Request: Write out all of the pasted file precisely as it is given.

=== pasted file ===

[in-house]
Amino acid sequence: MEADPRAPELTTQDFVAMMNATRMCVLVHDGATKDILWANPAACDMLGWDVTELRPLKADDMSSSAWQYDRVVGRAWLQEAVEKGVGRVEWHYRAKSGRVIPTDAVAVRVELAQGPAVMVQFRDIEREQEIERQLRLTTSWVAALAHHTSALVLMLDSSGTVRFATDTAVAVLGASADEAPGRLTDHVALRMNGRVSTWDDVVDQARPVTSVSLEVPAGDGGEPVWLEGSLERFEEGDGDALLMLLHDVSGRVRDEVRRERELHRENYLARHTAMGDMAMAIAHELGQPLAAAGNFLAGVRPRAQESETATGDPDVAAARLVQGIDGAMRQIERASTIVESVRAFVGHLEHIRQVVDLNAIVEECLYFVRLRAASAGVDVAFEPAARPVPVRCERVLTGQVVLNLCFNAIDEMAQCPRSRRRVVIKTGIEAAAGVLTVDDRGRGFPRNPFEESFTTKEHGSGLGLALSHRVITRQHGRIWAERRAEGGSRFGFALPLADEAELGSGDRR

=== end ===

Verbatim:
[in-house]
Amino acid sequence: MEADPRAPELTTQDFVAMMNATRMCVLVHDGATKDILWANPAACDMLGWDVTELRPLKADDMSSSAWQYDRVVGRAWLQEAVEKGVGRVEWHYRAKSGRVIPTDAVAVRVELAQGPAVMVQFRDIEREQEIERQLRLTTSWVAALAHHTSALVLMLDSSGTVRFATDTAVAVLGASADEAPGRLTDHVALRMNGRVSTWDDVVDQARPVTSVSLEVPAGDGGEPVWLEGSLERFEEGDGDALLMLLHDVSGRVRDEVRRERELHRENYLARHTAMGDMAMAIAHELGQPLAAAGNFLAGVRPRAQESETATGDPDVAAARLVQGIDGAMRQIERASTIVESVRAFVGHLEHIRQVVDLNAIVEECLYFVRLRAASAGVDVAFEPAARPVPVRCERVLTGQVVLNLCFNAIDEMAQCPRSRRRVVIKTGIEAAAGVLTVDDRGRGFPRNPFEESFTTKEHGSGLGLALSHRVITRQHGRIWAERRAEGGSRFGFALPLADEAELGSGDRR